Sugar survival

02 : 07 : 2015 Trehalose : Jaime Tai : Central St Martins

London – At the Central Saint Martins graduate show, Jaime Tai examined biological solutions for human survival in the face of climate change.

  • Tai experimented with trehalose, a natural sugar that conserves water from cells
  • Combining design and science, she created a tangible range of remedies
Trehalose by Jaime Tai at Central St Martins, London Trehalose by Jaime Tai at Central St Martins, London
Trehalose by Jaime Tai at Central St Martins, London Trehalose by Jaime Tai at Central St Martins, London
Trehalose by Jaime Tai at Central St Martins, London Trehalose by Jaime Tai at Central St Martins, London
Trehalose by Jaime Tai at Central St Martins, London Trehalose by Jaime Tai at Central St Martins, London

In the face of climate change in which many regions of the world are experiencing water shortages, Tai, a Material Futures graduate, posed the question: how might we respond to a drought-stricken future?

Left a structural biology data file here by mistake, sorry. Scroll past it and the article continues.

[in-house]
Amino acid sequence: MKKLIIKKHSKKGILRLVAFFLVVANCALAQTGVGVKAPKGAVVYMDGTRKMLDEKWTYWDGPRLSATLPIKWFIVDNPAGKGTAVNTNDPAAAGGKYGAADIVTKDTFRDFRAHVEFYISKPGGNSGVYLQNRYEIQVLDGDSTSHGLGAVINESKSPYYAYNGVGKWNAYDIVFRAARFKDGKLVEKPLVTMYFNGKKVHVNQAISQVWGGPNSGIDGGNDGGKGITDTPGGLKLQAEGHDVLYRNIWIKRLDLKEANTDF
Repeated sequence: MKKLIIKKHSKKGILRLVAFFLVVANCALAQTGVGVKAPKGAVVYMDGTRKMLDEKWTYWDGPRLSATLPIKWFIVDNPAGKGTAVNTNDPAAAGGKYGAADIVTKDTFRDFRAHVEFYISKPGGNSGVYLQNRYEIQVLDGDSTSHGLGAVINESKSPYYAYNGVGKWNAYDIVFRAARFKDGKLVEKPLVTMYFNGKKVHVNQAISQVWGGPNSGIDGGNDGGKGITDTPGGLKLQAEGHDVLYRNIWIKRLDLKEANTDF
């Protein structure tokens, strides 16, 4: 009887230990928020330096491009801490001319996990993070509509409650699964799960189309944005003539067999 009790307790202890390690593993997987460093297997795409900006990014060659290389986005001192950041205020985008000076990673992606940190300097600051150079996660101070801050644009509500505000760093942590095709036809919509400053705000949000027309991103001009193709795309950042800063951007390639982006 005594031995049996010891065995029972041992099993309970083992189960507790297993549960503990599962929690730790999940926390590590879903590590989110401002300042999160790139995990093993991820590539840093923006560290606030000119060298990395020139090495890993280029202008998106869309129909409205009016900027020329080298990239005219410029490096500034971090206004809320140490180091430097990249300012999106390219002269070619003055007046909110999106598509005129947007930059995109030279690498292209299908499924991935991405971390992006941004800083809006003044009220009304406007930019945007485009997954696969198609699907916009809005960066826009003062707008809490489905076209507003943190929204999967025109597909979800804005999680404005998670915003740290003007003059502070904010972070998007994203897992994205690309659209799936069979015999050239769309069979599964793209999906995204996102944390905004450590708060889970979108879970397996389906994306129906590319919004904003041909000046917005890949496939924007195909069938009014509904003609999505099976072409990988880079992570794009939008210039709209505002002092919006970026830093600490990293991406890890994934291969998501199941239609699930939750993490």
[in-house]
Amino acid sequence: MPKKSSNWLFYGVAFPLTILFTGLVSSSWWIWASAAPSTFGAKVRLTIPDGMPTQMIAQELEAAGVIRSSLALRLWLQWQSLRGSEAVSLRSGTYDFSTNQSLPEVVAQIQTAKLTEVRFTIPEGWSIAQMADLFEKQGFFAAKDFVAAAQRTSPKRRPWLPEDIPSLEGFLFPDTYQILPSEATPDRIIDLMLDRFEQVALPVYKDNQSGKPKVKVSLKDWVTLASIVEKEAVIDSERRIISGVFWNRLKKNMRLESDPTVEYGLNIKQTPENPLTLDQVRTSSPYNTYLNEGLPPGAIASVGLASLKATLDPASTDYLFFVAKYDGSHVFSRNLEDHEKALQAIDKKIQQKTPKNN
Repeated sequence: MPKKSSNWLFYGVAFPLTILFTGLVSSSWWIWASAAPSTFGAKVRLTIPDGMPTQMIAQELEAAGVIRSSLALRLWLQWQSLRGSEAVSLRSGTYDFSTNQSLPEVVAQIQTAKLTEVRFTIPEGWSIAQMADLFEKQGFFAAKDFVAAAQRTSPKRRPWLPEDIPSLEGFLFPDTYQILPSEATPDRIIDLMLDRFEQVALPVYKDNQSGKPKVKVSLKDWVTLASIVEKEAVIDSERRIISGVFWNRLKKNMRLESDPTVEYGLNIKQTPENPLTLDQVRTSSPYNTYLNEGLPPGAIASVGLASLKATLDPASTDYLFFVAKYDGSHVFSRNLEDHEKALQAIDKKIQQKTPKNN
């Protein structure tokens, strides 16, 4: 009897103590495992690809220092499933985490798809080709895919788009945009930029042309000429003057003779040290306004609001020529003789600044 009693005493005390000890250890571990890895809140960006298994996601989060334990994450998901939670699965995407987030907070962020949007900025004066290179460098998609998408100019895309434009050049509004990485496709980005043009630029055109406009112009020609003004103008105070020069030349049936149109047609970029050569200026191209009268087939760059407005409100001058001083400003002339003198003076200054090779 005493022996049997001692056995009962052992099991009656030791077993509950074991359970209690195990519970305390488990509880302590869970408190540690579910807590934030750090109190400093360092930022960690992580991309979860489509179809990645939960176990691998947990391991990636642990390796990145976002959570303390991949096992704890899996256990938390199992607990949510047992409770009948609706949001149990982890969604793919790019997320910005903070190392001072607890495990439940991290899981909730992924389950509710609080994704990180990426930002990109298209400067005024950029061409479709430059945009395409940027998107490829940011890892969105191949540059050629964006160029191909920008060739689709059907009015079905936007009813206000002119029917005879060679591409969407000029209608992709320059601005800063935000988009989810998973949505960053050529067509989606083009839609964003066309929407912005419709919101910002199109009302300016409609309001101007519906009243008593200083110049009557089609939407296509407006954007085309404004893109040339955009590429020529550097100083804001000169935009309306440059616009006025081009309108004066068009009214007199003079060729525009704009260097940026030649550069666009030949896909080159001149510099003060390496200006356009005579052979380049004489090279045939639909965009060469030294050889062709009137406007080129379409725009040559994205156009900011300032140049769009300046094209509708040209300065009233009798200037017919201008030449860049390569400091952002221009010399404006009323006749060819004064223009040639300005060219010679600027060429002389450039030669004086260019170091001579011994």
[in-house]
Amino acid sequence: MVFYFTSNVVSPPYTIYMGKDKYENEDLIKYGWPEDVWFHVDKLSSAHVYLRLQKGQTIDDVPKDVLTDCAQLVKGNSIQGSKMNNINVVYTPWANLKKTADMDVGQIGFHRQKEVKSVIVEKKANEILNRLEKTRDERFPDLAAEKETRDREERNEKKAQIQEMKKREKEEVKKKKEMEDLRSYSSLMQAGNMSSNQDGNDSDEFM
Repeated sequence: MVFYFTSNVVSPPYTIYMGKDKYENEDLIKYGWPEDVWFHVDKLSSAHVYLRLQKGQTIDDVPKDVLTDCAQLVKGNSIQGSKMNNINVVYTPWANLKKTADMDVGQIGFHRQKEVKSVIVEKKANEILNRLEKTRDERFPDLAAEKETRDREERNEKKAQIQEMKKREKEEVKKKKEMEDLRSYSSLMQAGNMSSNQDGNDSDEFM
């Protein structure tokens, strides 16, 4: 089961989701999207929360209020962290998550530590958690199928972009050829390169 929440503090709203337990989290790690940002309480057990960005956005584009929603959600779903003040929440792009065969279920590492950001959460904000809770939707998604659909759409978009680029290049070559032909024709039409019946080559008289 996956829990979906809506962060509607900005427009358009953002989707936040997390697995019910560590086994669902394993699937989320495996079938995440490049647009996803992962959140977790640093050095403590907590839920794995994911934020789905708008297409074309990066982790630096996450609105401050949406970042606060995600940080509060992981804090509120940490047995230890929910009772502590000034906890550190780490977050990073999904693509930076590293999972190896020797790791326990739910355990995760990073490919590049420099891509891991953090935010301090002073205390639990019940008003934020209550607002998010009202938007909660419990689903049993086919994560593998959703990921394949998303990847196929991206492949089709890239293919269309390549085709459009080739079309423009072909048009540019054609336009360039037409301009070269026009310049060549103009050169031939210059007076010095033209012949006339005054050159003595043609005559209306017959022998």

She imagined that in 2050, we might use trehalose-based products to stay alive and envisaged how they would work and fit into the context of everyday life.

Creating micro-encapsulated clothing and a range of skincare products embedded with trehalose, a natural sugar that protects cells from dehydration, Tai built tangible solutions to overcome the problem. Under the label TretSk1n, the collection of products also comprises electronic tattoos to track hydration levels, telling users when they may need to re-apply.

‘Given that water is an increasingly precious resource, I feel that it is vital to explore alternative solutions now,’ Tai tells LS:N Global.

The Big Picture: In the spirit of Whole-system Thinking, designers are exploring long-term solutions to environmental issues.